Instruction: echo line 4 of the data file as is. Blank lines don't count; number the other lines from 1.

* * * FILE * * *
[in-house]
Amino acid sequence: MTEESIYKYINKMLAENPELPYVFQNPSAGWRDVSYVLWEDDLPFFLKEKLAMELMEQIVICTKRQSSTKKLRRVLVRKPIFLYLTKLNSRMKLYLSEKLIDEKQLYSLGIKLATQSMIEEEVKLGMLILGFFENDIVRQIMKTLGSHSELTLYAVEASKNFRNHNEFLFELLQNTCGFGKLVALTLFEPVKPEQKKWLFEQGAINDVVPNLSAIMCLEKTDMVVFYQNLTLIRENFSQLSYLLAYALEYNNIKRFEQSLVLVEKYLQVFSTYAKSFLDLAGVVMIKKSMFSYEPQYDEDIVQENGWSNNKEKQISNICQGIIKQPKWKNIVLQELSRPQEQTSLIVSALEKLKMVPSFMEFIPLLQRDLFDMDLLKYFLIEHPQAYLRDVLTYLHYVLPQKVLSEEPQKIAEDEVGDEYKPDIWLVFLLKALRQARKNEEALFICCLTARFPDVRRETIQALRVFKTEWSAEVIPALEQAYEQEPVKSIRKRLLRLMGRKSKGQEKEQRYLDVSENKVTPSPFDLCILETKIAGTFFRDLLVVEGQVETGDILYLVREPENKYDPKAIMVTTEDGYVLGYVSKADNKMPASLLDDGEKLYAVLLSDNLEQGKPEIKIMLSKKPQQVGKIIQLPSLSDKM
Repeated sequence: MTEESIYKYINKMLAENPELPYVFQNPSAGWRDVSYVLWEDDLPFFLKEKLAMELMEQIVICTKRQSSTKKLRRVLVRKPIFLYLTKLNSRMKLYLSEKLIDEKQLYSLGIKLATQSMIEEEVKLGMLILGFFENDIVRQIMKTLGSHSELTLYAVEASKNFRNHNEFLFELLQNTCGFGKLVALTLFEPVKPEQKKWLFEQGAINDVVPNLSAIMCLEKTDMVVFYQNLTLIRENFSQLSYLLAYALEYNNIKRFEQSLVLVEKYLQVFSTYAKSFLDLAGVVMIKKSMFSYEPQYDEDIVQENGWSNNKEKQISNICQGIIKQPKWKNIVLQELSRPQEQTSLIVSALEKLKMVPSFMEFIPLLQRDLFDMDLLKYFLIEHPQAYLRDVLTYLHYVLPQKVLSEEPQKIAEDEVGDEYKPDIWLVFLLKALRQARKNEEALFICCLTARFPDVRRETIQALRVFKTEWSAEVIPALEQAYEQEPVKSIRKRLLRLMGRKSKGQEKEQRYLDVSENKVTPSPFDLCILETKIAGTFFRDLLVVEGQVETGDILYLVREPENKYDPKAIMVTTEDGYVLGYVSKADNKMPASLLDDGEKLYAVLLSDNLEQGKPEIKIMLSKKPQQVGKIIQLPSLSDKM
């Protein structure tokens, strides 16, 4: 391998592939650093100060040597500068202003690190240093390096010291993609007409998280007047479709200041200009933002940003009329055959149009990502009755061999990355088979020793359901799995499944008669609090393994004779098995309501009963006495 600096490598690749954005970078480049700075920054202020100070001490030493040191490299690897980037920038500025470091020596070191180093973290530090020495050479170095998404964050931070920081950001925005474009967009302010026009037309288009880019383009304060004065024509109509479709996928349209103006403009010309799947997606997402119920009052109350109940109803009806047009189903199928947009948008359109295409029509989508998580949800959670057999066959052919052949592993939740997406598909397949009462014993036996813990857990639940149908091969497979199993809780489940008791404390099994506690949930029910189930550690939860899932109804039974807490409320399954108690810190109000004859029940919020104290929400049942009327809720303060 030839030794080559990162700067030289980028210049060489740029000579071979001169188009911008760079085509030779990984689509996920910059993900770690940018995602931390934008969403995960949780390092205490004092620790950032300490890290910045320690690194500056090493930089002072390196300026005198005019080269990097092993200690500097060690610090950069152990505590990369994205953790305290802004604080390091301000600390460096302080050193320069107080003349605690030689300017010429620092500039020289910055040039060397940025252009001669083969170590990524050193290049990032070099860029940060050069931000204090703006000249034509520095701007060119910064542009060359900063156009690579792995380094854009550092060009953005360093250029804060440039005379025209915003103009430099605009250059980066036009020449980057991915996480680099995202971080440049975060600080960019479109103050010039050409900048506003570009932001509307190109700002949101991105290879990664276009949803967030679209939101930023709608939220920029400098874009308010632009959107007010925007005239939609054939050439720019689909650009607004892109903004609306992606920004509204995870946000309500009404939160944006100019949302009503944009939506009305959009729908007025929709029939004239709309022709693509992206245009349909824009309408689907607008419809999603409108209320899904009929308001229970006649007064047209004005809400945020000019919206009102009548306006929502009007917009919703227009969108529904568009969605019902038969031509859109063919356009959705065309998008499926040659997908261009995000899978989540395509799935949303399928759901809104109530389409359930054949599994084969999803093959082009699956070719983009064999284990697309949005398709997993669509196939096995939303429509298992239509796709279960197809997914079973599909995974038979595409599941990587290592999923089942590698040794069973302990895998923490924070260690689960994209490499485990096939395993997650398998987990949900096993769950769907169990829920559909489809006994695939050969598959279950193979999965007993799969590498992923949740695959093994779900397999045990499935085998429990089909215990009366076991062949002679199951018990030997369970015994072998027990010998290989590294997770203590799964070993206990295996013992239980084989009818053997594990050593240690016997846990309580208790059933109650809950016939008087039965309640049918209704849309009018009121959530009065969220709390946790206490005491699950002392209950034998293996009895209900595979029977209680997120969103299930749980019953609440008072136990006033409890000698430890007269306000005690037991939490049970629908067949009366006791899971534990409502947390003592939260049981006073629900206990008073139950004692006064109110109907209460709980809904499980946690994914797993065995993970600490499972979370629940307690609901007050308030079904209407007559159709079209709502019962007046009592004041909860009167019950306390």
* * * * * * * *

């Protein structure tokens, strides 16, 4: 391998592939650093100060040597500068202003690190240093390096010291993609007409998280007047479709200041200009933002940003009329055959149009990502009755061999990355088979020793359901799995499944008669609090393994004779098995309501009963006495 600096490598690749954005970078480049700075920054202020100070001490030493040191490299690897980037920038500025470091020596070191180093973290530090020495050479170095998404964050931070920081950001925005474009967009302010026009037309288009880019383009304060004065024509109509479709996928349209103006403009010309799947997606997402119920009052109350109940109803009806047009189903199928947009948008359109295409029509989508998580949800959670057999066959052919052949592993939740997406598909397949009462014993036996813990857990639940149908091969497979199993809780489940008791404390099994506690949930029910189930550690939860899932109804039974807490409320399954108690810190109000004859029940919020104290929400049942009327809720303060 030839030794080559990162700067030289980028210049060489740029000579071979001169188009911008760079085509030779990984689509996920910059993900770690940018995602931390934008969403995960949780390092205490004092620790950032300490890290910045320690690194500056090493930089002072390196300026005198005019080269990097092993200690500097060690610090950069152990505590990369994205953790305290802004604080390091301000600390460096302080050193320069107080003349605690030689300017010429620092500039020289910055040039060397940025252009001669083969170590990524050193290049990032070099860029940060050069931000204090703006000249034509520095701007060119910064542009060359900063156009690579792995380094854009550092060009953005360093250029804060440039005379025209915003103009430099605009250059980066036009020449980057991915996480680099995202971080440049975060600080960019479109103050010039050409900048506003570009932001509307190109700002949101991105290879990664276009949803967030679209939101930023709608939220920029400098874009308010632009959107007010925007005239939609054939050439720019689909650009607004892109903004609306992606920004509204995870946000309500009404939160944006100019949302009503944009939506009305959009729908007025929709029939004239709309022709693509992206245009349909824009309408689907607008419809999603409108209320899904009929308001229970006649007064047209004005809400945020000019919206009102009548306006929502009007917009919703227009969108529904568009969605019902038969031509859109063919356009959705065309998008499926040659997908261009995000899978989540395509799935949303399928759901809104109530389409359930054949599994084969999803093959082009699956070719983009064999284990697309949005398709997993669509196939096995939303429509298992239509796709279960197809997914079973599909995974038979595409599941990587290592999923089942590698040794069973302990895998923490924070260690689960994209490499485990096939395993997650398998987990949900096993769950769907169990829920559909489809006994695939050969598959279950193979999965007993799969590498992923949740695959093994779900397999045990499935085998429990089909215990009366076991062949002679199951018990030997369970015994072998027990010998290989590294997770203590799964070993206990295996013992239980084989009818053997594990050593240690016997846990309580208790059933109650809950016939008087039965309640049918209704849309009018009121959530009065969220709390946790206490005491699950002392209950034998293996009895209900595979029977209680997120969103299930749980019953609440008072136990006033409890000698430890007269306000005690037991939490049970629908067949009366006791899971534990409502947390003592939260049981006073629900206990008073139950004692006064109110109907209460709980809904499980946690994914797993065995993970600490499972979370629940307690609901007050308030079904209407007559159709079209709502019962007046009592004041909860009167019950306390």